Continuing with the theme of representations and warranties, this week’s M&A Monday update is about fundamental representations and warranties, survival periods, and caps. In many deals, some representations and warranties are deemed to be more important than others. Those representations and warranties that are most important are termed “fundamental representations and warranties.” The determination of what representations and warranties will be deemed fundamental is a negotiating point in the purchase agreement. The fundamental representations and warranties often include:

  • Organization and Standing
  • Capital Structure (in a stock or membership interest sale)
  • Brokers and Finders’ Fees
  • Power and Authority
  • Title to Securities (in a stock or membership interest sale)
  • Title to Assets (in an asset sale)
  • Taxes

Any representations and warranties that are not categorized as “fundamental” are by default “non-fundamental representations and warranties.” In some deals, the parties have a third category of representations and warranties, often referred to as “intermediate representations and warranties,” that fall between fundamental and non-fundamental categories.

So what’s the difference between fundamental, non-fundamental and intermediate representations and warranties? First, the more important the representation and warranty, the longer the period after closing (called a “survival period”) within which the buyer can sue the seller for breach of a representation and warranty. Fundamental representations and warranties may have a 3-5 year survival period, whereas intermediate and non-fundamental warranties may have 18-24 month survival periods respectively.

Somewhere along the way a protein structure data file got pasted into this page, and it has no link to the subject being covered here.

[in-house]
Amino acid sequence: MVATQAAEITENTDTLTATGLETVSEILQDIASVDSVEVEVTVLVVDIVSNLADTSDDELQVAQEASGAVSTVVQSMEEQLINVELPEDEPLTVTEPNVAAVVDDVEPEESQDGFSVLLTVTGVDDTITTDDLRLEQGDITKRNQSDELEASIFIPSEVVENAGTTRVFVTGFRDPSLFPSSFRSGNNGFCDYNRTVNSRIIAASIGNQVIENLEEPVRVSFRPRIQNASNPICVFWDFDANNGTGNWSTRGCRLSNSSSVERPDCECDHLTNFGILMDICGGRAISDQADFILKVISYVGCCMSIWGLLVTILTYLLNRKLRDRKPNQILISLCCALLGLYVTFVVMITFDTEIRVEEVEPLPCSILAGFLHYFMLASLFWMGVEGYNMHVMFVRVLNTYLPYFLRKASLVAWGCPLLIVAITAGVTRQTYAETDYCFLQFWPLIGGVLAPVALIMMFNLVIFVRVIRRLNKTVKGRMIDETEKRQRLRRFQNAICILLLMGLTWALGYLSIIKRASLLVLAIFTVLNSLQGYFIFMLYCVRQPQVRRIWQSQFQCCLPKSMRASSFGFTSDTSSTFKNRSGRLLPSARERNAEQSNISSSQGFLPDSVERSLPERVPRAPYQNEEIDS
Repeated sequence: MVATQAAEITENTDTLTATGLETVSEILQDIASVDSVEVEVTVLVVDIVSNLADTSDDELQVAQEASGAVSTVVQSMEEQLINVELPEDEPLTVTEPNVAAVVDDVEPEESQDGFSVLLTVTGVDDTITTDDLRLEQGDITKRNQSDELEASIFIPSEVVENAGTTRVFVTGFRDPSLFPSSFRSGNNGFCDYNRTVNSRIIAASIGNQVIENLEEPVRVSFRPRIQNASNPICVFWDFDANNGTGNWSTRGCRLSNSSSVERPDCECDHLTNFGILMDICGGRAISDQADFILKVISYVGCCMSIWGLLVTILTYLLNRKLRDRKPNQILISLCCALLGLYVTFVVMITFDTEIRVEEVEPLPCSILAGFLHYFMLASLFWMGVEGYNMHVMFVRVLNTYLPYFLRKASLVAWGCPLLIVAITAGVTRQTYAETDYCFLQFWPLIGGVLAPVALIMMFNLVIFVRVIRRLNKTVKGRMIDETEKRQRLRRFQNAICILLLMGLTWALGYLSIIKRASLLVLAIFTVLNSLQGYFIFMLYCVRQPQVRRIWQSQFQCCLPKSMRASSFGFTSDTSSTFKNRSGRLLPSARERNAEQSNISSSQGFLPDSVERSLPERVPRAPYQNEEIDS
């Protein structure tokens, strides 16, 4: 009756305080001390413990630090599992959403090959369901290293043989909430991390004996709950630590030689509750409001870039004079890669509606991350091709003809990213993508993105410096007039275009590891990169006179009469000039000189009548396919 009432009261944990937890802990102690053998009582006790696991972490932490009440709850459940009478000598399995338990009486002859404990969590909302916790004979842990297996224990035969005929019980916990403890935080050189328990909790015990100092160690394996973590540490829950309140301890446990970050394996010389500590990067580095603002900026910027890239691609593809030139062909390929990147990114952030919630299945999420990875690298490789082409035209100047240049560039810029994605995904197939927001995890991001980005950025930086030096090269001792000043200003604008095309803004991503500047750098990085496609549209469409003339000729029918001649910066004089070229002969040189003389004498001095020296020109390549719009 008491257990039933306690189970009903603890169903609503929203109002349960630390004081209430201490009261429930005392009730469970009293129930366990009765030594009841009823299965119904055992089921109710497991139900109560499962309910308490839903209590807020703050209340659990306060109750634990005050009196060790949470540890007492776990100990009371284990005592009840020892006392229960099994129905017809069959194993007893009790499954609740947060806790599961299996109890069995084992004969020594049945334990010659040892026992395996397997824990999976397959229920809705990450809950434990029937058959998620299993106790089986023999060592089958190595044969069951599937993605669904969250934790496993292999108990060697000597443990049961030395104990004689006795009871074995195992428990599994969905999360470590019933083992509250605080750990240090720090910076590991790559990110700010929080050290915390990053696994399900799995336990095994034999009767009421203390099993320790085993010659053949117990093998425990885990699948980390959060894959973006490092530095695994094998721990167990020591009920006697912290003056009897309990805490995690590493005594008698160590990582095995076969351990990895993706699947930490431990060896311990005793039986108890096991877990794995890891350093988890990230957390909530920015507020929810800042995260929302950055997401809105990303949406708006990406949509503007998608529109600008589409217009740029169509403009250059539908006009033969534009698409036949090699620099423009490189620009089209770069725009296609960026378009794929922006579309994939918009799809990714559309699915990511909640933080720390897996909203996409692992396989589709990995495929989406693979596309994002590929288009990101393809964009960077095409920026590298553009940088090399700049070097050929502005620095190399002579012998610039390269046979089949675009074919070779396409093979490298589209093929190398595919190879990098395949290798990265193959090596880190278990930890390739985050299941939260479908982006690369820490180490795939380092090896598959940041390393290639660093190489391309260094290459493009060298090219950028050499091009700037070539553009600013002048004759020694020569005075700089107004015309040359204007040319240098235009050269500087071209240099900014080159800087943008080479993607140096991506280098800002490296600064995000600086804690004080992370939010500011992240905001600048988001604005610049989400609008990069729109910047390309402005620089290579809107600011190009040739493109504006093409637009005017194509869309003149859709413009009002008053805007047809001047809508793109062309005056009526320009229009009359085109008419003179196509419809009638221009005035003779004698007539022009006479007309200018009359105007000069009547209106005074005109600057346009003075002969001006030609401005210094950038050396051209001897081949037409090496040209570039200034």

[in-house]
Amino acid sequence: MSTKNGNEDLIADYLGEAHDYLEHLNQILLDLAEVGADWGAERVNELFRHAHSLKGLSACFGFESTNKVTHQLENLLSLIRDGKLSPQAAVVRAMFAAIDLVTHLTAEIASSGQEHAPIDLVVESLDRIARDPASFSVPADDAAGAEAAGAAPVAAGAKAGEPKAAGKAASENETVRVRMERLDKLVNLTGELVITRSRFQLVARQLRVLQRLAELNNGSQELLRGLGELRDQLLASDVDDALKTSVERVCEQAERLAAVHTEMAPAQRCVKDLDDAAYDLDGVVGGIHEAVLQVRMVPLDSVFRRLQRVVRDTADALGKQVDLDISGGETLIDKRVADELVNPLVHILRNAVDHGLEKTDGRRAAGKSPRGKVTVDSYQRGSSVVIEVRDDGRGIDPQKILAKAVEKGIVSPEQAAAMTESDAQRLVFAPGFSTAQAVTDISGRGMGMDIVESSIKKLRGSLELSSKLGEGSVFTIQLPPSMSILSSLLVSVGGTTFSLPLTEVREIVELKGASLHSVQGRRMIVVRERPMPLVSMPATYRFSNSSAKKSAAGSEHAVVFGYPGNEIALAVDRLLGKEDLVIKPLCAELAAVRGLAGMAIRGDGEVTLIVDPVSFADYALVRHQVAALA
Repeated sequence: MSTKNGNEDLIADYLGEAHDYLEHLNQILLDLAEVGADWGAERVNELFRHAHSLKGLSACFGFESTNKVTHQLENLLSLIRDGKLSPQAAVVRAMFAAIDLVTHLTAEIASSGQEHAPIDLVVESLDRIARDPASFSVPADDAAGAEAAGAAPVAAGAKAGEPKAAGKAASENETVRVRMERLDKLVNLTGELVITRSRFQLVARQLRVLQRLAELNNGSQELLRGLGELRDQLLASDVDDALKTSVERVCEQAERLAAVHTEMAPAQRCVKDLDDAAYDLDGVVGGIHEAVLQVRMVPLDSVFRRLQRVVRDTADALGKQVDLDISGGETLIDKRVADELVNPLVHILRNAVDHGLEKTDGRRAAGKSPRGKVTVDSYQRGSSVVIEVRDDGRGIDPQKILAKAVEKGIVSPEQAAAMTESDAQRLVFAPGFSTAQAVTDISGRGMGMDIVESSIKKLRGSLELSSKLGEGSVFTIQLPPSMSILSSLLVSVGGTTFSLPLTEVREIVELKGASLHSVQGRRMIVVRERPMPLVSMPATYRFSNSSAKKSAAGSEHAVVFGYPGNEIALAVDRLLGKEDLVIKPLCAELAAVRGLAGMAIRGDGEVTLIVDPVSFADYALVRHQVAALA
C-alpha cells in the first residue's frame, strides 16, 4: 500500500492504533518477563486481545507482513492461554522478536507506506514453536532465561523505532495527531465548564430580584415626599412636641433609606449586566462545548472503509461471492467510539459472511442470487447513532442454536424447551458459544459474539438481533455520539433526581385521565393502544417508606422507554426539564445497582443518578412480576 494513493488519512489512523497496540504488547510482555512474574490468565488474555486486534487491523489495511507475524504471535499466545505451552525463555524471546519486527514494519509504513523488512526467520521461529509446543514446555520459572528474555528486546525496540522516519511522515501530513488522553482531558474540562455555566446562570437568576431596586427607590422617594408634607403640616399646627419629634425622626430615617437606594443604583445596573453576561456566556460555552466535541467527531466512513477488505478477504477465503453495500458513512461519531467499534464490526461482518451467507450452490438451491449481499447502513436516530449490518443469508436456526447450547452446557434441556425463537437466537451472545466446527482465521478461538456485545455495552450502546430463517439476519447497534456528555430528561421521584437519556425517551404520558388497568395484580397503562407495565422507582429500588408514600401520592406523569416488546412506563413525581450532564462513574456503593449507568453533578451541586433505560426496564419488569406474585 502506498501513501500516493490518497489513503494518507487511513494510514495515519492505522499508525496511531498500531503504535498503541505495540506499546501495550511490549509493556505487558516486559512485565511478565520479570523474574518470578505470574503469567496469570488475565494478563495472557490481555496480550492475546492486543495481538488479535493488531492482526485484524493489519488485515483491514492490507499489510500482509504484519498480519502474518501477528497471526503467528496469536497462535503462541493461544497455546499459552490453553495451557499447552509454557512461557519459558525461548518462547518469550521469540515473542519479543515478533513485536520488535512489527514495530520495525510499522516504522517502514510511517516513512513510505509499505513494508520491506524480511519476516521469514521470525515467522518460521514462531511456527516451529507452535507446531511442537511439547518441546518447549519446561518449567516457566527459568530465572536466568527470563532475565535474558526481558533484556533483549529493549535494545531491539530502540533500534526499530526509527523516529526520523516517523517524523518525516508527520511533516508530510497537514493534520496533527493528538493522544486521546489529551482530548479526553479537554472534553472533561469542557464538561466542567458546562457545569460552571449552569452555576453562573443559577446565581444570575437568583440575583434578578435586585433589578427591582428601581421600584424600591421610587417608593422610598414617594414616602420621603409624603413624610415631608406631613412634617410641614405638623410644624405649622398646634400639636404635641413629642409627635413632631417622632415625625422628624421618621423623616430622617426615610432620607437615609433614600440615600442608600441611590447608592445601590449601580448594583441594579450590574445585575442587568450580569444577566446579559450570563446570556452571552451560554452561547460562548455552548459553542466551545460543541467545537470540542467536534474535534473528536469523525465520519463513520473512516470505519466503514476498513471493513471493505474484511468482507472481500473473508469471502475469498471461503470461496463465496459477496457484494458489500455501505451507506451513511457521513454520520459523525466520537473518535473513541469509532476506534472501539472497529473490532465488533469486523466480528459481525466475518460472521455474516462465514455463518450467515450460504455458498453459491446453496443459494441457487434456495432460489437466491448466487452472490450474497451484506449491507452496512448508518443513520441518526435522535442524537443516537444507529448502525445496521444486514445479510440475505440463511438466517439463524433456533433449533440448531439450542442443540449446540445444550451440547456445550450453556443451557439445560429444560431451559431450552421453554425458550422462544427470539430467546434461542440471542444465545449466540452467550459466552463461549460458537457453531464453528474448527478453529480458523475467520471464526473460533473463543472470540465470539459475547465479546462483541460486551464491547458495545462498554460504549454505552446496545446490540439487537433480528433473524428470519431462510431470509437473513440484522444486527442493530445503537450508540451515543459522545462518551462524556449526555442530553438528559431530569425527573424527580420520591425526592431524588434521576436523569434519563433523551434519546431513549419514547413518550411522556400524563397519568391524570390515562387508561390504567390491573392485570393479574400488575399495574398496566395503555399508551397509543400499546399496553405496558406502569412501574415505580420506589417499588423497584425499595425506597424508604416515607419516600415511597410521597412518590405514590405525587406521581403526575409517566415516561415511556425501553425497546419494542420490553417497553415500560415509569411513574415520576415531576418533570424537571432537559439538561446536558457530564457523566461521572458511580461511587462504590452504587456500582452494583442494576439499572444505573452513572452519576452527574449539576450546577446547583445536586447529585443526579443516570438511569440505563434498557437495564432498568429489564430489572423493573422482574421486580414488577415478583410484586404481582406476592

Second, the more important the representation and warranty, the greater the seller’s liability for breach of that representation and warranty. For instance, in many deals, the seller’s liability to the buyer for breach of non-fundamental representations and warranties is limited to (known as a “cap”) 25% of the purchase price. However, in the same deals, the seller’s cap for breach of fundamental representations and warranties may be the entire purchase price (or no cap at all).

Generally, sellers want short survival periods and low caps, and buyers want long survival periods and high caps. Use of fundamental and intermediate representations and warranties, when done effectively, can help the parties strike a balance between the seller’s and buyer’s risks and goals.

If you have any questions about fundamental representations and warranties, survival periods, or caps, please contact Jon Siebers.

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